Wednesday, June 02, 2010

Google I/O Session Videos Available Now!

I had the honour of presenting the first Android session of Google I/O 2010, and it was clear very early on that Android was going to be a popular topic.

The room started filling about half-way through the day one keynote. By the time David Glazer was wrapping up, there were no empty seats. By the time I got started there were around 1,000 people packed into the 700 seat session room and the fire marshal had shut (and guarded!) the doors to stop anyone else from joining us.

A Beginner's Guide to Android

I was supposed to present "A Beginner's Guide to Android". I chose to interpret this title liberally, and quickly segued into "Android Best Practices for Beginners".

If you want to play along at home, you can download the slides.

Regular readers should recognize many of these tips as being remarkably similar to the suggestions I make during my Android App Surgeries.

Standing Room Only SOLD OUT!

The door guards never left. With people setting up camp once they found a seat, there were times when speakers found it difficult to gain entrance. With people locked out of each session, it's great that the video and slides for all the Android I/O sessions are now available.

There were some really great Android presentations this year. During my session I called out Justin's "Casting a wide net: how to target all Android devices", and "Android UI Design Patterns". Personally, I'm keen to find out more about the Android Cloud to Device Messaging Service and pick up some tips on building faster Android apps.

The Other, Other Sessions

All the I/O session videos will be made available over the next week or two.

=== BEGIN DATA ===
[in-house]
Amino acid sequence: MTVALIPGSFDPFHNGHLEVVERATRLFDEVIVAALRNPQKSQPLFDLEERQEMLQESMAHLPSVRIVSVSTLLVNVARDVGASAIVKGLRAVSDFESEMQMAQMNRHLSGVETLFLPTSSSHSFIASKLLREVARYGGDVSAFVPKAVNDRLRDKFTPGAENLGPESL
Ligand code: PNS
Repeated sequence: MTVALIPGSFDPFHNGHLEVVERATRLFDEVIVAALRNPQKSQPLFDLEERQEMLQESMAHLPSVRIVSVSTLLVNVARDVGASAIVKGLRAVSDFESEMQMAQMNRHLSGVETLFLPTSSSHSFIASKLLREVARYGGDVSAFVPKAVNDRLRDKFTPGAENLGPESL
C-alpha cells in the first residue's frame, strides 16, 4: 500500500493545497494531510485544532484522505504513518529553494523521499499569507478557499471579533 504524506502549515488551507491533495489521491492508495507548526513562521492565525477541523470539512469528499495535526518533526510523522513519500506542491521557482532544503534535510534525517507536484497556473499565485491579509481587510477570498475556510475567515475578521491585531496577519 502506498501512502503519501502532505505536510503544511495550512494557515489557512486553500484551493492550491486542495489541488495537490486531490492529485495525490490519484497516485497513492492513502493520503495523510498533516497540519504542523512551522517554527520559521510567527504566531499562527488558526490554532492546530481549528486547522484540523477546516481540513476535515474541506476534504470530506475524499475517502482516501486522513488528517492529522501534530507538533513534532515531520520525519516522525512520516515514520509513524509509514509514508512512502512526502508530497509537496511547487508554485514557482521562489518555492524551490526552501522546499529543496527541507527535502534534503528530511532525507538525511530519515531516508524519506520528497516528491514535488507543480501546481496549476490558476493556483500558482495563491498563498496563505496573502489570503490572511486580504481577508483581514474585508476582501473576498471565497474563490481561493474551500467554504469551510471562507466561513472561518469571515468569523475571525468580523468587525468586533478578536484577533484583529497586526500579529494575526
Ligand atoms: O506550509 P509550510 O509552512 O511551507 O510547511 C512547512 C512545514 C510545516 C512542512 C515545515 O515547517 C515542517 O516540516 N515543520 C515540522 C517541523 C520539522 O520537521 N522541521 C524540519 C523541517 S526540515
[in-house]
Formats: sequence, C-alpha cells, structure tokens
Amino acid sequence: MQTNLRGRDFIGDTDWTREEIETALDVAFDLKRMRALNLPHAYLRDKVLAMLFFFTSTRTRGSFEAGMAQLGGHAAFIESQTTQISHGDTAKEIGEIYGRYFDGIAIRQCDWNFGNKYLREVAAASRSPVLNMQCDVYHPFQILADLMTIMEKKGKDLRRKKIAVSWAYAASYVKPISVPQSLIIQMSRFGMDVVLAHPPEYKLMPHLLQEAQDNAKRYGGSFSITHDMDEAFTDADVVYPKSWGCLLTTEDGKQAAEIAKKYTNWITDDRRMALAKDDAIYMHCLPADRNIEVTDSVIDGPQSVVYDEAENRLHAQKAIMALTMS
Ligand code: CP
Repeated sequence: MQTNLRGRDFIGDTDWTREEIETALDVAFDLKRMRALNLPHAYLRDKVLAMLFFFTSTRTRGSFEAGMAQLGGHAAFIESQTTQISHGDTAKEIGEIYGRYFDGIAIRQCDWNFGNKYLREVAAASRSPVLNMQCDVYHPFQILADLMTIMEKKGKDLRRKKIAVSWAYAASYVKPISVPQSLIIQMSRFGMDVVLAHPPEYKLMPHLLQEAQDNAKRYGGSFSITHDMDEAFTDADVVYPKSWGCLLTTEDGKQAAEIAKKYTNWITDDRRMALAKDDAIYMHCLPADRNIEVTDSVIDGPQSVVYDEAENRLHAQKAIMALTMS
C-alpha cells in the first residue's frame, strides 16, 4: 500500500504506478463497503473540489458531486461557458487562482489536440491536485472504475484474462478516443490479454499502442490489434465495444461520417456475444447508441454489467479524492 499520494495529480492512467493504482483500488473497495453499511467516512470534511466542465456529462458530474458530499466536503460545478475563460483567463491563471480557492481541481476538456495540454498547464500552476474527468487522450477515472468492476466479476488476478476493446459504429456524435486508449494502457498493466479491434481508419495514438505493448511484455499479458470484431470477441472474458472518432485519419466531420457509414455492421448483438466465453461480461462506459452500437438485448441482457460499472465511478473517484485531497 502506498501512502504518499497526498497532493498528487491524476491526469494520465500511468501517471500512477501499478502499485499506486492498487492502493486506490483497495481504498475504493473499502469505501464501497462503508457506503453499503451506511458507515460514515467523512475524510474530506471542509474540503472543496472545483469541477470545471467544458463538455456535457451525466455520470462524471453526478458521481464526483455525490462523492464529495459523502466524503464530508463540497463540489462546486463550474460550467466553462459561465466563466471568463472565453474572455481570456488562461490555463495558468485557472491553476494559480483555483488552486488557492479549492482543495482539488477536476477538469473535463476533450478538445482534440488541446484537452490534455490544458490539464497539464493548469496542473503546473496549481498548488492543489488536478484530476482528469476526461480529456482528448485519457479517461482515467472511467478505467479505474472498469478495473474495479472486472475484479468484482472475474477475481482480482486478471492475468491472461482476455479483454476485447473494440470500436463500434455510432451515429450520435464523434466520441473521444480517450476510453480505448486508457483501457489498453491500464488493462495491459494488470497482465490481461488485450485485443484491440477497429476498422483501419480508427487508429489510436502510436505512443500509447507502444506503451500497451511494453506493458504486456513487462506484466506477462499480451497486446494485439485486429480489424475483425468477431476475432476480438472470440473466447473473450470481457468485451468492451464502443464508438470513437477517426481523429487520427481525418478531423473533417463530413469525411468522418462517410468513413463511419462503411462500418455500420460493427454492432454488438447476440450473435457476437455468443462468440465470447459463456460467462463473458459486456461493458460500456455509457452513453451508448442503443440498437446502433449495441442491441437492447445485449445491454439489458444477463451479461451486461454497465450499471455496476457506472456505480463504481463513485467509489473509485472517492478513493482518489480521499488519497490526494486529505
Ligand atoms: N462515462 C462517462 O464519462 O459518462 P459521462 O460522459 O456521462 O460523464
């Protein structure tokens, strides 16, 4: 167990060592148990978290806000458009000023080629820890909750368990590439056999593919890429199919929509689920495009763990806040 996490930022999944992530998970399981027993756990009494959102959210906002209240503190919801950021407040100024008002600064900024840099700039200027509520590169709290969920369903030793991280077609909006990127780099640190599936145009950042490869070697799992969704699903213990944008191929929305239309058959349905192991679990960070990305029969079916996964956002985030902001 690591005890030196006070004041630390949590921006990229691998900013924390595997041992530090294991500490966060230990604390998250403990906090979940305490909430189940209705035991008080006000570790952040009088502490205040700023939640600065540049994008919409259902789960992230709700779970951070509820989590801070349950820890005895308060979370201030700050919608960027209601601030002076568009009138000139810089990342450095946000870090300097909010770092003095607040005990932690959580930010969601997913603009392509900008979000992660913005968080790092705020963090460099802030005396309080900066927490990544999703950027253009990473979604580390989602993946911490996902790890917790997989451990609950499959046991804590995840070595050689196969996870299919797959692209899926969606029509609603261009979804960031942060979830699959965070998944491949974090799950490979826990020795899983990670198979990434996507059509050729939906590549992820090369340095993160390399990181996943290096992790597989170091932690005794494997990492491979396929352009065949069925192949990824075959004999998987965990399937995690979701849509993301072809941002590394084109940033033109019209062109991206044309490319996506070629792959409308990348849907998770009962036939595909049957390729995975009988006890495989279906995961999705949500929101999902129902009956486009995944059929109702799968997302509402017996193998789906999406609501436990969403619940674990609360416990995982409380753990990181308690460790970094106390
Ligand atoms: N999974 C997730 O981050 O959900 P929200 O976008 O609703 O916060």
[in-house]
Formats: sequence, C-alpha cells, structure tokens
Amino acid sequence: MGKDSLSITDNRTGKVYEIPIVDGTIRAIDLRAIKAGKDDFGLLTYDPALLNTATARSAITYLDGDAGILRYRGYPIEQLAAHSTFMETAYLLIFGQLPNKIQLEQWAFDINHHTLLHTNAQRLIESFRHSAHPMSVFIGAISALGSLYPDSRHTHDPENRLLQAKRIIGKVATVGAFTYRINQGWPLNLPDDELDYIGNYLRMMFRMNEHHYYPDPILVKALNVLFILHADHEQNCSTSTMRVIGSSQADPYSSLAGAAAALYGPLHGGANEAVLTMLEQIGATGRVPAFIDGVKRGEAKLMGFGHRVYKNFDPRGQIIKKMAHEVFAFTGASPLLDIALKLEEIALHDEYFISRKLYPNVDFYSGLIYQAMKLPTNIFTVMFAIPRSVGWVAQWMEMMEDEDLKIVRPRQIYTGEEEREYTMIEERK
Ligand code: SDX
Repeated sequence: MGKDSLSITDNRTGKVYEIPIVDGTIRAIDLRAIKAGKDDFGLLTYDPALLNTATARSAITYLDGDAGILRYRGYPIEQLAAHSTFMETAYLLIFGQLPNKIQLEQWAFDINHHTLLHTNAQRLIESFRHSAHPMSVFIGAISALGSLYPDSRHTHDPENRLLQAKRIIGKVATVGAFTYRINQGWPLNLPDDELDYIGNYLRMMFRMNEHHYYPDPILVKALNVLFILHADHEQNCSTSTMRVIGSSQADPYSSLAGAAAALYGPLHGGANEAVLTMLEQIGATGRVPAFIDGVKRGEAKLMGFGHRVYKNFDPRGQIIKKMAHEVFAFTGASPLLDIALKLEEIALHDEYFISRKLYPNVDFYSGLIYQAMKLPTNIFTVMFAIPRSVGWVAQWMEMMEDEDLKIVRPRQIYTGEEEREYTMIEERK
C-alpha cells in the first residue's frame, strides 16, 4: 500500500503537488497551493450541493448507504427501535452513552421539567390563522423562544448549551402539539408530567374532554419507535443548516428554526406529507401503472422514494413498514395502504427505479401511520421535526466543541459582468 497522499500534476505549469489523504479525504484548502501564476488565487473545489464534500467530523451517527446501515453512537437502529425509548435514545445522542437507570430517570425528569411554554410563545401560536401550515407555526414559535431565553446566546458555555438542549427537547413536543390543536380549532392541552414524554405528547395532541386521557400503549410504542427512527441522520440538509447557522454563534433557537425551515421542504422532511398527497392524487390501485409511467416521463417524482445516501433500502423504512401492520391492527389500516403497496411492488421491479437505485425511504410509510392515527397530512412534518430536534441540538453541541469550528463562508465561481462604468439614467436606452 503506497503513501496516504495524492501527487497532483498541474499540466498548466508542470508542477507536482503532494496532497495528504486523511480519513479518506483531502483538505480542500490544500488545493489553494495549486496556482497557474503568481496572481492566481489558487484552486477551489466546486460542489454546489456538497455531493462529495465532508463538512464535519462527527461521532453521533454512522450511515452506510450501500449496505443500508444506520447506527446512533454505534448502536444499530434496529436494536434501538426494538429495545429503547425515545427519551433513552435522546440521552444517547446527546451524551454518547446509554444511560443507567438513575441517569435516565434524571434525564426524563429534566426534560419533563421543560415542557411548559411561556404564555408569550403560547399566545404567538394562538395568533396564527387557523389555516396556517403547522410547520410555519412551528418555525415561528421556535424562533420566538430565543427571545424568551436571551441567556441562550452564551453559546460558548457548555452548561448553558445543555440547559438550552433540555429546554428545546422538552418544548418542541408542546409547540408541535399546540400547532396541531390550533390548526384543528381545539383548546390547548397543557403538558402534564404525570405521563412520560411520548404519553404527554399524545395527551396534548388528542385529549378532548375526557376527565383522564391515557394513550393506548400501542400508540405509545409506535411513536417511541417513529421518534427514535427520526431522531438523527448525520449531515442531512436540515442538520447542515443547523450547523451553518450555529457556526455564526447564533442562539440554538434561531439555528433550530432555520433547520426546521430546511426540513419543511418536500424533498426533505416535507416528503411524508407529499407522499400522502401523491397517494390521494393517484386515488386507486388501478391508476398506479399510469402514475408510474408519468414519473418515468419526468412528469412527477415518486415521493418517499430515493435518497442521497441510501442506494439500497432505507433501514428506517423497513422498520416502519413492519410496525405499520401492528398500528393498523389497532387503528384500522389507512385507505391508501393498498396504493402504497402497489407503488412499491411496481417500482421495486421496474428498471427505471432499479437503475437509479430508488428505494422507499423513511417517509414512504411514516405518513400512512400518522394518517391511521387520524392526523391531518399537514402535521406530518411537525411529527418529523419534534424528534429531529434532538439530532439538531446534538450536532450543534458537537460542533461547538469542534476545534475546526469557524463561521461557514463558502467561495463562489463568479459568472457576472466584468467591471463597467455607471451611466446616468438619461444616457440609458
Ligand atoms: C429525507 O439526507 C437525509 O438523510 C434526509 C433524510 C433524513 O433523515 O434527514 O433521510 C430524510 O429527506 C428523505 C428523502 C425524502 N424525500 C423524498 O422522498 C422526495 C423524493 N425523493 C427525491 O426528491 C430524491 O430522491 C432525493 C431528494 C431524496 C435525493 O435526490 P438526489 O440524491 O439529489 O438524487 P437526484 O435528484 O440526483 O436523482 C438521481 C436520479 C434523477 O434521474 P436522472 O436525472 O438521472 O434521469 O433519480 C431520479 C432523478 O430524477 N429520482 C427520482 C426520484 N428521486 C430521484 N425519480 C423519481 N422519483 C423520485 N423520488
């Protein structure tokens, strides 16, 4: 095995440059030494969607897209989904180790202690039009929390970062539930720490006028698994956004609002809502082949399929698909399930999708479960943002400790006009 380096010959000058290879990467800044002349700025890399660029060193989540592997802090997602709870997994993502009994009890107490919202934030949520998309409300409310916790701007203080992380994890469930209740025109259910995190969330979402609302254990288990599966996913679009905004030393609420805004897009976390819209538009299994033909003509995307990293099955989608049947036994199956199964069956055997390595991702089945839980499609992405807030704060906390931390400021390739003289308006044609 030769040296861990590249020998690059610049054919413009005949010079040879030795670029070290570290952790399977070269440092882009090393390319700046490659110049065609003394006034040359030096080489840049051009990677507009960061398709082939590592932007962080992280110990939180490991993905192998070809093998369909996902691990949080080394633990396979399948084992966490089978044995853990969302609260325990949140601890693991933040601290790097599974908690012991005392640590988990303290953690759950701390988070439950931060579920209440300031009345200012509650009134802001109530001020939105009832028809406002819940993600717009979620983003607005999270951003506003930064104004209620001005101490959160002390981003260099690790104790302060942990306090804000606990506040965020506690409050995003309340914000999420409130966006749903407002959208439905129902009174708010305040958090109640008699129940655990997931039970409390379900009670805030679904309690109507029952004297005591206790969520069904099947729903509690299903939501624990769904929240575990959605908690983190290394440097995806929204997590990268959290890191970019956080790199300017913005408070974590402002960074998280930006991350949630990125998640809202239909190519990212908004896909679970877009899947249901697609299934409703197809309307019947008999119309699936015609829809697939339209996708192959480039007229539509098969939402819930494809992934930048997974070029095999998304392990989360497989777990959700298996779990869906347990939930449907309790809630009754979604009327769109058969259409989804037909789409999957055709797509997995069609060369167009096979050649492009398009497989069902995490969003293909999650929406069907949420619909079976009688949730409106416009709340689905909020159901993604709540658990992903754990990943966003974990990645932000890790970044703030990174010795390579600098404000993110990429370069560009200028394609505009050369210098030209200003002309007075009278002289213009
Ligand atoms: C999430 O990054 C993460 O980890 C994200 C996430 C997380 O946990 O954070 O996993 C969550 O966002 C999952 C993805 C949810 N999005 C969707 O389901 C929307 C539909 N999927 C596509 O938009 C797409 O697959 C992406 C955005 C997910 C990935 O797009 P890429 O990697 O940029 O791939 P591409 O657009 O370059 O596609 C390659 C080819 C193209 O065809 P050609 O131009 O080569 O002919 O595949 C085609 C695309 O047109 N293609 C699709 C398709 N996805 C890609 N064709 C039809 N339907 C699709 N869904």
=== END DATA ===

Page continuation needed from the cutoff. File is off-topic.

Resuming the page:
As well as Android, you can already see the sessions for App Engine, GWT, and Enterprise. Chrome, Social, Geo, and Wave will all be available by next Monday.


  1. 'download the slides' link is broken

  2. Shifting to a "best practices" was a very good idea. I enjoyed the video and will be watching it again.

    I'm currently reading your book on Tim Bray's recommendation. Thanks a lot for the app surgeries, they're like mini-masterclasses and extremely useful. You're doing a great job as dev advocate, IMO.

    I'm looking forward to checking out the twitter app's source code once it's released and gleaning more best practices from it.

  3. Hello Mr. Meier.
    I was watching your session on android "A beginner's guide to Android". It was very interesting. However, I have a question about the exposed material. You were explaining how to replace services with Alarms and Intent Receivers for periodical polling tasks. This is at about 47:30 in the video and the slide number from the presentation is 69. In that slide You use the onReceiver method of MyReceiver to start the service. Is there any reason why the AsyncTask for polling (or whatever) is not used directly in that method since the point of the exercise is to remove the service completely?
    Thank you for your time.

  4. This looks so good - really interesting sessions - I wish I was there!